Chinese President Xi calls for another boost to infrastructure as COVID continues

China had 37,900 kilometers (23,550 mi) of high-speed rail in operation as of the end of 2020, which the country claims accounts for more than two-thirds of the global total.

Chang Bin | China News Service | Getty Images

BEIJING – As Covid controls dampen growth, China plans to boost its economy with more infrastructure investment.

This is the same approach the government has used in the past, and one that analysts say adds to the problems of long-term sustainable growth.

Chinese President Xi Jinping On Tuesday, he called for “all-out” efforts to build infrastructure. The proposed projects range from waterways and railways to cloud computing facilities.

Xi was speaking at a meeting of the Central Committee on Financial and Economic Affairs, a group he chairs.

“The meeting indicates to us that Chinese policy makers have been increasingly aware of the strong growth headwinds from Covid restrictions and the ongoing decline in real estate, and are therefore more determined to step up easing policy measures,” said Lisheng Wang and a team at Goldman Sachs. Note wed.

“We believe infrastructure investment should be one of the key policy tools to stabilize growth,” Goldman analysts said, citing expectations of slower export growth, weak private investment and a zero-Covid policy that remains in place for most of the year and hurts consumption and services.

The problem is that the more a country’s growth depends on government-led spending on infrastructure, the more vulnerable it becomes to a slowdown.

Michael Pettis

Peking University, Professor of Finance

Since March, mainland China has faced the worst spread of Covid-19 since the initial shock of the epidemic in early 2020.

Although first-quarter GDP beat expectations by 4.8% year over year, Many investment banks have lowered their full-year growth forecasts As travel restrictions and stay-at-home orders disrupt supply chains, especially in and around Shanghai, home to the world’s busiest port.

Economists have pointed out how Zero-Covid affects consumer spending much more than factories, which can sometimes maintain limited production under policy.

Retail sales were down 3.5% from a year ago in March — more than the 1.6% decline predicted by a Reuters poll.

Investment in fixed assets for the first quarter grew more than expected, with infrastructure growth 8.5% from a year ago.

Can China achieve its 5.5% GDP target?

“Pushing in stronger infrastructure may help mitigate some of the downward pressures on growth that severely challenge China’s ability to meet its 5.5% growth target,” Louis Kuijs, chief Asia Pacific economist at S&P Global Ratings, said in an email.

However, “Currently, China’s Covid policy is the main bottleneck for growth.” He said. “It’s going to be really hard to get close to 5.5% growth this year without some softening of the Covid situation.”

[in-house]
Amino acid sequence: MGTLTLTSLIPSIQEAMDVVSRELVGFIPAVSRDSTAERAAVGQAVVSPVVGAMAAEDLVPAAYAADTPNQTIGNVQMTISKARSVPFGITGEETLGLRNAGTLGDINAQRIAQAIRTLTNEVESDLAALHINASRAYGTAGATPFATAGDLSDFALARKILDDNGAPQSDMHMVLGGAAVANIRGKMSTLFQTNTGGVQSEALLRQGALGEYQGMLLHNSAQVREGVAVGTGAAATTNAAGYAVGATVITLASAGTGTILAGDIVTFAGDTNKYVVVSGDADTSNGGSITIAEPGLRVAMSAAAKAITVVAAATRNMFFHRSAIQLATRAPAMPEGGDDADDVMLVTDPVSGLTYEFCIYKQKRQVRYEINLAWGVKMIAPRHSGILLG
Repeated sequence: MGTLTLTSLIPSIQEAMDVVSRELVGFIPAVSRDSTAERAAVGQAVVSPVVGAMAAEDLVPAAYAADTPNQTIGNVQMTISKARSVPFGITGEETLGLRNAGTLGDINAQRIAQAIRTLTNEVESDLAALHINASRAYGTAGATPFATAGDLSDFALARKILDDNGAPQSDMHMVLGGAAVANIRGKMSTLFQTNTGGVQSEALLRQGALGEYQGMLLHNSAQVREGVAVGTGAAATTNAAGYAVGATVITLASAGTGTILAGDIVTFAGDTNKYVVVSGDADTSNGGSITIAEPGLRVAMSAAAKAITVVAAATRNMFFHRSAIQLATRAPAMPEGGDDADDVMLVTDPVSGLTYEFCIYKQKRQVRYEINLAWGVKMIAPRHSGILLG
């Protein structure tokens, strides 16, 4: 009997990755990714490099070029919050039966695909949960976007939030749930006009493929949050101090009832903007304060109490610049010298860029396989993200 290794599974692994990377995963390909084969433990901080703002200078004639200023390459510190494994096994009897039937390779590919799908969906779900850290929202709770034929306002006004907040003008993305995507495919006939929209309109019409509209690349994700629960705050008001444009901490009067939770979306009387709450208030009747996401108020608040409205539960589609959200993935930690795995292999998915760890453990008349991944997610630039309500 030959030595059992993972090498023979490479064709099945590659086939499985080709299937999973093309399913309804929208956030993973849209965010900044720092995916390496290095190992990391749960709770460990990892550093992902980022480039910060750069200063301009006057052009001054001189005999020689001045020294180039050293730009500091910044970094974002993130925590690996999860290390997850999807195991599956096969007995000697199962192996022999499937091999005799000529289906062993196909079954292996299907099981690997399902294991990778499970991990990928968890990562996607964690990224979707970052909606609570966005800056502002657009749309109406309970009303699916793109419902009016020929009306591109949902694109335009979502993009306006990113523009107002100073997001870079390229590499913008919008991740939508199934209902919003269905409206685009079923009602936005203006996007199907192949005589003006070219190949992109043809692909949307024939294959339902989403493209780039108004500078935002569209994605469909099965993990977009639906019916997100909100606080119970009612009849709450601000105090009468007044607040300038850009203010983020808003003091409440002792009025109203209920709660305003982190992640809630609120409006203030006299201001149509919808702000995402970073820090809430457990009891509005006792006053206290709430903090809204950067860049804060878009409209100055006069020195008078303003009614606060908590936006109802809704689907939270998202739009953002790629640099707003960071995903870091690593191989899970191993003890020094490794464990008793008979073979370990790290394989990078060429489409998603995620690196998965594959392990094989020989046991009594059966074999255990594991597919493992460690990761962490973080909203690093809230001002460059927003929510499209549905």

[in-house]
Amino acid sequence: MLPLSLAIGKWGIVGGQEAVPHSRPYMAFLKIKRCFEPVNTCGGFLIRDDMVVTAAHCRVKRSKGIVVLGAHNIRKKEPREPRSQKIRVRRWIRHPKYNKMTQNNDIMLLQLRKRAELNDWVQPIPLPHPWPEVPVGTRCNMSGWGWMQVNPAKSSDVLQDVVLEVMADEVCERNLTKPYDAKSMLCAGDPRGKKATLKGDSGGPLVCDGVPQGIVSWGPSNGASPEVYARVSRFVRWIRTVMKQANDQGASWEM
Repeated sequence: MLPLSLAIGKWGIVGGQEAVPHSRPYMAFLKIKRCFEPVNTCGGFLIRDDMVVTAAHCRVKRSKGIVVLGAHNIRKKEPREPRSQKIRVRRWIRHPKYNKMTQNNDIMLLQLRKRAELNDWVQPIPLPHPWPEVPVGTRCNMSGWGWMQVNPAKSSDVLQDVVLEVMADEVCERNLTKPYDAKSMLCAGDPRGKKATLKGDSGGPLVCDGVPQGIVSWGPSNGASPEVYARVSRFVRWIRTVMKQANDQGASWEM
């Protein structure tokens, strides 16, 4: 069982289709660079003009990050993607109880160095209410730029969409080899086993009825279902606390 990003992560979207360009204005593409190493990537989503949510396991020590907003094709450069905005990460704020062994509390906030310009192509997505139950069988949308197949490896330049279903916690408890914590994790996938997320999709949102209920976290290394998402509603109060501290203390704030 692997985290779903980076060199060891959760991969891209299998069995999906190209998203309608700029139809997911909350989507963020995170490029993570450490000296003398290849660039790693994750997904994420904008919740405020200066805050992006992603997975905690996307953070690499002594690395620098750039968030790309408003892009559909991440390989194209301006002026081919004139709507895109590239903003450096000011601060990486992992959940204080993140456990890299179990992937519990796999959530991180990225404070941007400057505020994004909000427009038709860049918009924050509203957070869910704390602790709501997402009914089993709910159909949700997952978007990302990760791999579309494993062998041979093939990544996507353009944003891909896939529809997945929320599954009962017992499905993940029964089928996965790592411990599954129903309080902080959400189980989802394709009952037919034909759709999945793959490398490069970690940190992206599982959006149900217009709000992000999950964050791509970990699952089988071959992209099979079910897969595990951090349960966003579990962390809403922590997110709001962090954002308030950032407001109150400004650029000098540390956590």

Xi’s call for more infrastructure investment comes as domestic stocks plunged amid concerns about growth in the world’s second-largest economy. Of the nine financial firms tracked by CNBC, the average GDP forecast is 4.5%, a full percentage point below China’s official GDP target of about 5.5% announced in early March.

“The extent of the shutdown and continued weakness in the real estate sector is making it increasingly difficult for China to meet its GDP growth target this year, but I expect them to put in a significant effort in the second and third quarters,” Michael Pettis, a finance professor at Peking University in Beijing said in an email. mail.

Before the official target was released, Pettis accurately predicted that Chinese officials would set the GDP target between 5% and 5.5%.

“The problem is that the more a country’s growth depends on government-led spending on infrastructure, the more likely it is to slow,” he said, noting that infrastructure investment is fueled in a cycle of higher growth expectations, which in turn requires more investment.

In a report in March, Pettis said there are limits to how much infrastructure investment can boost growth in developing countries. He said he believed China crossed that point more than a decade ago and what we need now is a much more difficult institutional change.

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More debt for growth

Analysts expect more debt to be used to fund new infrastructure projects, reflecting the government’s attempts in recent years to curb heavy reliance on debt for growth.

The year-to-date net issuance of private local government bonds has exceeded 35% of the full-year target, well above the 10% to 30% average for the past three years, Monica Lee, equities director at Fidelity International, said in an email.

She said her team expects to increase bond issuance in the first half of the year compared to the second half for “early initiation” of infrastructure projects. “Apart from more active fiscal spending, multiple sources of financing will be tapped to finance infrastructure, including public-private partnerships.”

Goldman analysts also noted that the official statement on Tuesday’s Economic and Financial Committee meeting did not mention measures to prevent an increase in hidden local government debt. This primarily refers to off-balance sheet bonds issued by local governments.

In the near term, plans to increase investment in infrastructure may help lift sentiment. Stocks on the Chinese mainland turned higher on Wednesday in a bid to stabilize after sharp losses at the start of the week

“The tipping point in real policy actions may have arrived, and stimulus is likely to come more pronounced from late in the second quarter,” Citi analysts said in a report on Wednesday. “We tend to think that the current pessimism about explosive growth may be exaggerated.”

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